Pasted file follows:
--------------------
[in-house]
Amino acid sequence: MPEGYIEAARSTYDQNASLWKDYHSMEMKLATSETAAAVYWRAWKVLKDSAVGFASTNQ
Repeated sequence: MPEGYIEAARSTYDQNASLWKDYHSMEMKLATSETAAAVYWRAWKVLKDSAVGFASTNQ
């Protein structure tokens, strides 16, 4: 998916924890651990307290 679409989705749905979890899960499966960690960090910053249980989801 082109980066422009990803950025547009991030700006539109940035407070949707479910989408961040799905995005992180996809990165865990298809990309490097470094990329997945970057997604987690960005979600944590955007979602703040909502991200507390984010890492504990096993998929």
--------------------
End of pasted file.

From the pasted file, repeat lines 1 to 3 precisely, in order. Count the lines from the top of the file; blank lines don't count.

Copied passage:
[in-house]
Amino acid sequence: MPEGYIEAARSTYDQNASLWKDYHSMEMKLATSETAAAVYWRAWKVLKDSAVGFASTNQ
Repeated sequence: MPEGYIEAARSTYDQNASLWKDYHSMEMKLATSETAAAVYWRAWKVLKDSAVGFASTNQ